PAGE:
16. 16.
    Kashiwagi M, Tanaka A, Kitabata H, Tsujioka H, Kataiwa H, Komukai K, et al. Feasibility of noninvasive assessment of thin-cap fibroatheroma by multidetector computed tomography. J Am Coll Cardiol Img. 2009;2(12):1412–9.CrossRefGoogle Scholar
  17. 17.
    Gauss S, Achenbach S, Pflederer T, Schuhback A, Daniel WG, Marwan M. Assessment of coronary artery remodelling by dual-source CT: a head-to-head comparison with intravascular ultrasound. Heart. 2011;97(12):991–7.CrossRefGoogle Scholar
  18. 18.
    Hoffmann U, Moselewski F, Nieman K, Jang IK, Ferencik M, Rahman AM, et al. Noninvasive assessment of plaque morphology and composition in culprit and stable lesions in acute coronary syndrome and stable lesions in stable angina by multidetector computed tomography. J Am Coll Cardiol. 2006;47(8):1655–62.CrossRefGoogle Scholar
  19. 19.
    Ito T, Terashima M, Kaneda H, Nasu K, Matsuo H, Ehara M, et al. Comparison of in vivo assessment of vulnerable plaque by 64-slice multislice computed tomography versus optical coherence tomography. Am J Cardiol. 2011;107(9):1270–7.CrossRefGoogle Scholar
  20. 20.
    Otsuka K, Fukuda S, Tanaka A, Nakanishi K, Taguchi H, Yoshikawa J, et al. Napkin-ring sign on coronary CT angiography for the prediction of acute coronary syndrome. J Am Coll Cardiol Img. 2013;6(4):448–57.CrossRefGoogle Scholar
  21. 21.
    Maurovich-Horvat P, Hoffmann U, Vorpahl M, Nakano M, Virmani R, Alkadhi H. The napkin-ring sign: CT signature of high-risk coronary plaques? J Am Coll Cardiol Img. 2010;3(4):440–4.CrossRefGoogle Scholar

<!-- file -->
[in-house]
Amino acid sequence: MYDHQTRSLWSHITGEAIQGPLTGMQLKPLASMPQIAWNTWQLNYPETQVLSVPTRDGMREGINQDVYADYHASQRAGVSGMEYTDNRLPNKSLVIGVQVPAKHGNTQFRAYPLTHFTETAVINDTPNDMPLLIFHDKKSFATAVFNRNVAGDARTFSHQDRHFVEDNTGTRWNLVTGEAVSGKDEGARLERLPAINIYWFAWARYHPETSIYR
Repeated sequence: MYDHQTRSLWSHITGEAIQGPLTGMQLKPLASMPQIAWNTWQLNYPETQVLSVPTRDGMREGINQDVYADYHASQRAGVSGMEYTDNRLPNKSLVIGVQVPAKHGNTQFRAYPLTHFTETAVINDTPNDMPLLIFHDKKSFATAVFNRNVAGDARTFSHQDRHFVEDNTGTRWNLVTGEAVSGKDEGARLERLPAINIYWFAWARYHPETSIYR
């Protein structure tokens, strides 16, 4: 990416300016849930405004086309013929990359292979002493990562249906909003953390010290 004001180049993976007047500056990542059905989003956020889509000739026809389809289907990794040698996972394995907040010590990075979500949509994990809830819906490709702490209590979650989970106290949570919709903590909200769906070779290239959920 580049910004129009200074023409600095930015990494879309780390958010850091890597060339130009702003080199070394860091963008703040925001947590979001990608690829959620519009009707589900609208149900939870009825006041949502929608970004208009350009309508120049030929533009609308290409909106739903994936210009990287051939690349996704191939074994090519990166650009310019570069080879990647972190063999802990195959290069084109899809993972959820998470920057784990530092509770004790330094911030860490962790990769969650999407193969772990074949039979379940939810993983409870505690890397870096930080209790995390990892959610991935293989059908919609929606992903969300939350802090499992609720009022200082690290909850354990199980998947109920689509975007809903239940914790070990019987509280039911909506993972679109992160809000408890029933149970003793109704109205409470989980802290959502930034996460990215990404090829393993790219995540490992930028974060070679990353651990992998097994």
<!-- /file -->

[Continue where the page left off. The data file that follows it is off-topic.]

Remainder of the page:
22. 22.
    Fuster V, Moreno PR, Fayad ZA, Corti R, Badimon JJ. Atherothrombosis and high-risk plaque: part I: evolving concepts. J Am Coll Cardiol. 2005;46(6):937–54.CrossRefGoogle Scholar
  23. 23.
    Laine P, Kaartinen M, Penttila A, Panula P, Paavonen T, Kovanen PT. Association between myocardial infarction and the mast cells in the adventitia of the infarct-related coronary artery. Circulation. 1999;99(3):361–9.CrossRefGoogle Scholar
  24. 24.
    Andreini D, Pontone G, Mushtaq S, Bartorelli AL, Bertella E, Trabattoni D, et al. Coronary in-stent restenosis: assessment with CT coronary angiography. Radiology. 2012;265(2):410–7.CrossRefGoogle Scholar

Copyright information

© Humana Press 2019

Authors and Affiliations

  • Nandini (Nina) M. Meyersohn
    • 1
    • 2
    Email author
  • Jan-Erik Scholtz
    • 2
  • Brian B. Ghoshhajra
    • 1
    • 2
  1. 1.Division of Cardiovascular Imaging, Department of RadiologyMassachusetts General Hospital/Harvard Medical SchoolBostonUSA
  2. 2.Cardiac MR PET CT ProgramMassachusetts General HospitalBostonUSA

Personalised recommendations